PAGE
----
A tapestry of Marilyn Monroe by Andy Warhol is on display to the public for the first time in the UK as part of ‘Love Is Enough’, an exhibition exploring the similarities between William Morris and Andy Warhol curated by Turner Prize-winning artist Jeremy Deller; at Modern Art Oxford from December 6th until 8th March 2015.
The work was presented by Charles Slatkin Galleries in 1968 as part of the American Tapestries exhibition, in which the gallery invited a group of contemporary artists to submit designs for tapestries. Warhol gave this Marilyn design, which was hand woven into a woollen tapestry for the exhibition.
Warhol agreed to 20 editions, but it is believed that only six were ever made, and this is the only version The Andy Warhol Museum in Pittsburgh has ever recorded. The tapestry is in the private collection of entrepreneur and businessman Larry Wasser, and will be displayed in a public museum for the first time as part of the Modern Art Oxford exhibition ‘Love Is Enough’.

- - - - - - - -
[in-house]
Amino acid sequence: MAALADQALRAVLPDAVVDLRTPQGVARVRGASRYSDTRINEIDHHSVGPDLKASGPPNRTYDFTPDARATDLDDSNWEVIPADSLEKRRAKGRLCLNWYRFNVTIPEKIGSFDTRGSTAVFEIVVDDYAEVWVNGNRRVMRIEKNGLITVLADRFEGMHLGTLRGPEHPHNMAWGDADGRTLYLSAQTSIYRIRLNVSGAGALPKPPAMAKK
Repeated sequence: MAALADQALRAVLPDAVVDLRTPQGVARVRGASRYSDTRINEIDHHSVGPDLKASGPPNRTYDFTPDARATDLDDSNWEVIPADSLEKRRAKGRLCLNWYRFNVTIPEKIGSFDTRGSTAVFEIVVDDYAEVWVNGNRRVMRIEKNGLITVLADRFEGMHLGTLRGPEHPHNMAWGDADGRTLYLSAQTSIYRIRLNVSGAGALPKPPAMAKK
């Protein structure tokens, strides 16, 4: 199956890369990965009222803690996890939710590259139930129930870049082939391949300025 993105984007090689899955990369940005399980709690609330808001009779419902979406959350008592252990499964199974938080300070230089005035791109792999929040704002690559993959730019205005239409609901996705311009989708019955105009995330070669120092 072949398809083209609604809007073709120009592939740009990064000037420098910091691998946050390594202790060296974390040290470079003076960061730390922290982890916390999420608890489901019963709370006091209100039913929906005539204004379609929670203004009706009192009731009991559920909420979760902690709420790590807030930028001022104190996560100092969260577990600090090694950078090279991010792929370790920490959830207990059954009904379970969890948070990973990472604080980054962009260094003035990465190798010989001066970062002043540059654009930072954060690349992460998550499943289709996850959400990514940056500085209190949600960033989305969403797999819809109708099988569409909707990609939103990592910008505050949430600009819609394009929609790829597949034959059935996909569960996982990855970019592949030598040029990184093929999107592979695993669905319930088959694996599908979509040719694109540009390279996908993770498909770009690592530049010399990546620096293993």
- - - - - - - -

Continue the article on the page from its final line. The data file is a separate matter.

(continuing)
The tapestry is being displayed in a room that demonstrates how the childhood obsessions of Andy Warhol and William Morris went on to influence their work as artists. Warhol was interested in celebrity from young age, and collected signed photographs of Hollywood stars. As a child, William Morris was obsessed with mythology. In the final panel of the epic Holy Grail tapestries series created by Morris & Co., which shows the attainment of the Holy Grail, is being displayed alongside Warhol’s Marilyn tapestry.
‘Love is Enough’ highlights the many points of connectivity within the work and lives of the two artists. Morris and Warhol both established printmaking businesses and distributed their work through new forms of mass production. Both were natural collaborators who worked with the prominent artists of their day to develop working methods that did much to redefine the artist’s relationship to the studio and factory.
Jeremy Deller added in a statement: “For me, these two figures have so much in common, not least their tendency to be contradictory. Morris railed against capitalism and yet he established a shop in central London bearing his family name, and Warhol’s trademark blankness, I think, belies a deeply political artist. With Love is Enough I’m asking the audience to suspend their disbelief momentarily and make connections about art across two centuries.”